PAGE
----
Coia never got his presidential appointment,
but on Oct. 20, 1994, he did get a personal meeting with President
Clinton to lobby for federal grants. Deputy White House Chief
of Staff Harold M. Ickes also attended the Oval Office meeting.
That was the occasion of Mr. Clinton's now
famous gesture of friendship to the labor leader: He presented
Coia with a Calloway "Divine Nine" golf club. Coia reciprocated
days later with the gift of an expensive driver, handmade by a
Rhode Island artisan, bearing the Presidential seal.
--On Nov. 4, Coffey, the chief of the Justice
Department's organized-crime unit, delivered the draft
racketeering complaint to Coia's office, at Laborers' headquarters,
in Washington. That complaint was never filed in court. Instead,
there ensued three months of negotiations between Coia's legal
team and the Justice Department.
Meanwhile, the union asked Mrs. Clinton to
keep her date to address the Feb. 6, 1995, Tri-Fund Conference
in Florida. When the Journal-Bulletin asked about that last year,
the White House press office issued a statement that said in part:
"A few days prior to her departure Ms.
Clinton was informed by the Deputy Chief of Staff that the Justice
Department had informed the counsel's office that Mr. Coia was
currently under investigation; therefore she should not have any
private meetings or conversations with Mr. Coia. The President
was not advised of the Justice Department's investigation of Mr. Coia as there was no
occasion for which he had a need to know this information. . .
White House spokeswoman Mary Ellen Glynn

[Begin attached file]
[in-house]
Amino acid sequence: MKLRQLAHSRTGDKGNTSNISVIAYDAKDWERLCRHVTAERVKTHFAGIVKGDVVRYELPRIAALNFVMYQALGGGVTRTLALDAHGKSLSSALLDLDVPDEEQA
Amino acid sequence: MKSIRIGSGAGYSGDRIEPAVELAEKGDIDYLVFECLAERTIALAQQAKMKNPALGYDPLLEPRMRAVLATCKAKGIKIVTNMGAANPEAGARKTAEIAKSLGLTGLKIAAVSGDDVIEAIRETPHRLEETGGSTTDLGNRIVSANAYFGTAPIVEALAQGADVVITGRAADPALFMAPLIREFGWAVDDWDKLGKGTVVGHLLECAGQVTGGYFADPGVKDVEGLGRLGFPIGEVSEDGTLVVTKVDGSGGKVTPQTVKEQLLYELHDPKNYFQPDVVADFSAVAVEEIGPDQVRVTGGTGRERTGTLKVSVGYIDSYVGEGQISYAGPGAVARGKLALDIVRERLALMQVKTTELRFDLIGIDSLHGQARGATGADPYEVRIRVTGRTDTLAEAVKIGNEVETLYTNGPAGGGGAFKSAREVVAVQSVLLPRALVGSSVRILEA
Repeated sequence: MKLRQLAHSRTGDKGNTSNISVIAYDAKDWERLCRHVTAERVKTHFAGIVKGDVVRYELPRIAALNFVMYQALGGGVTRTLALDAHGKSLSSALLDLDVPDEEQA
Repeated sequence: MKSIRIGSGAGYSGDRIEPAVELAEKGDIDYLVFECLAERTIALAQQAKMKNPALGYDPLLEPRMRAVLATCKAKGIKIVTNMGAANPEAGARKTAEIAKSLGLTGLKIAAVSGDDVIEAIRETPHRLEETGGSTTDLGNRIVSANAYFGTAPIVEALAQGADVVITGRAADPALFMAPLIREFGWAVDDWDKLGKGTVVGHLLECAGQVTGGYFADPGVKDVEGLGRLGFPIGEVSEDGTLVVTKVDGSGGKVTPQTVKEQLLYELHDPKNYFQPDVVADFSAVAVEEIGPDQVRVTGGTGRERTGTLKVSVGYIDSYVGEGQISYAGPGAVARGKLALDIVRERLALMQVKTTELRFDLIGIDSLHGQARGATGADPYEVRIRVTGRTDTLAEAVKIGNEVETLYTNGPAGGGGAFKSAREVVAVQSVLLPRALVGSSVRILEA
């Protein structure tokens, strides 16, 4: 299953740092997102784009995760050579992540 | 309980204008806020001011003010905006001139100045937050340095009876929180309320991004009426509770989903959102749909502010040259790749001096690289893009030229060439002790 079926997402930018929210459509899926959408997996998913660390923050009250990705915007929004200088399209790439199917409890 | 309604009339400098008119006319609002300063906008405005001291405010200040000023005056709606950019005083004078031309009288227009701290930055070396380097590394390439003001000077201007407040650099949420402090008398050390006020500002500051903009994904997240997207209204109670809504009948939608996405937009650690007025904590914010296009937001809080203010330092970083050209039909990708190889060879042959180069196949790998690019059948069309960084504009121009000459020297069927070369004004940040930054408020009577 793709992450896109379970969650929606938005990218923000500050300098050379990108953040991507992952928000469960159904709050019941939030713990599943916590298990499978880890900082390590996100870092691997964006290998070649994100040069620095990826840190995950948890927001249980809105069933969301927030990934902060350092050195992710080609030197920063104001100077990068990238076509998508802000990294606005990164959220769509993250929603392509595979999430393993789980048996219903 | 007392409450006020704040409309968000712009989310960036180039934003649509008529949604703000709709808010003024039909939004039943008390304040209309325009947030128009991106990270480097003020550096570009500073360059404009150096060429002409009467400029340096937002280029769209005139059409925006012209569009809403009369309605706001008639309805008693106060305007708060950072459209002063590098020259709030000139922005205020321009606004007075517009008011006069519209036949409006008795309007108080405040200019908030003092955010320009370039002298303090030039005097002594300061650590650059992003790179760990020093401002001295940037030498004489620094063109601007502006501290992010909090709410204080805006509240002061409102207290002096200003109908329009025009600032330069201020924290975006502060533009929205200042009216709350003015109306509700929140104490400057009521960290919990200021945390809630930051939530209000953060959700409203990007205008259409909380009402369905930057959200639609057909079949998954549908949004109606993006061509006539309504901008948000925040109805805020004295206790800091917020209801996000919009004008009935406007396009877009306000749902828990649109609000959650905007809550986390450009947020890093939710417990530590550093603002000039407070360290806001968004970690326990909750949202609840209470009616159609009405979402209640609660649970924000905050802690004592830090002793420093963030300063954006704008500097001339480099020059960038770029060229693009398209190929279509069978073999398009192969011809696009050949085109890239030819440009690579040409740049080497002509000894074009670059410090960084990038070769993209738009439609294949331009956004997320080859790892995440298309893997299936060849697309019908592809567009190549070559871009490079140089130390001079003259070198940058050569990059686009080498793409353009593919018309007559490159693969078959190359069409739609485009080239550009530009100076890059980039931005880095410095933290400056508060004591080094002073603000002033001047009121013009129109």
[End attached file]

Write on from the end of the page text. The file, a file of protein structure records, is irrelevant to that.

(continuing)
said last night that the White House had no explanation yet of
whether the Clintons had, in fact, ever been cautioned against
meetings with Coia after the time of Coffey's Jan. 11, 1994, memo
-- and if so why their contacts with Coia proliferated through
--On Feb. 13, 1995, the union and the Justice
Department signed an agreement that permitted the union to mount
its own internal campaign against mob corruption, and let Coia
stay on as president. The Justice Department retained the right,
until February 1998, to take over the union if the in-house union
cleanup is deemed unsatisfactory.
The documents provided to the Journal-Bulletin
do not make clear whether the warnings about the imminent proceedings
against Coia ever got to President Clinton and, if so, when and
But the memos do make clear that -- more
than a year before the Justice Department-Laborers' agreement
-- top-level federal prosecutors were sensitive to the propriety
of Coia's contacts with the President and the first lady, and
tried to send warnings up the chain of command.
Rep. Charles E. Schumer, N.Y., the ranking
crime-subcommittee Democrat, ridiculed the idea that a president
could avoid all contact with labor leaders whose unions are accused
He produced a photograph of then-Sen. Bob
Dole with the late Jackie Presser, the notorious Teamsters leader,
and asked whether "that disqualifies Bob Dole from being
president." Asked about the appropriateness of Mr. Clinton's
contacts with Coia, Schumer said, "Do I think the President
and First Lady did anything wrong? The answer is no."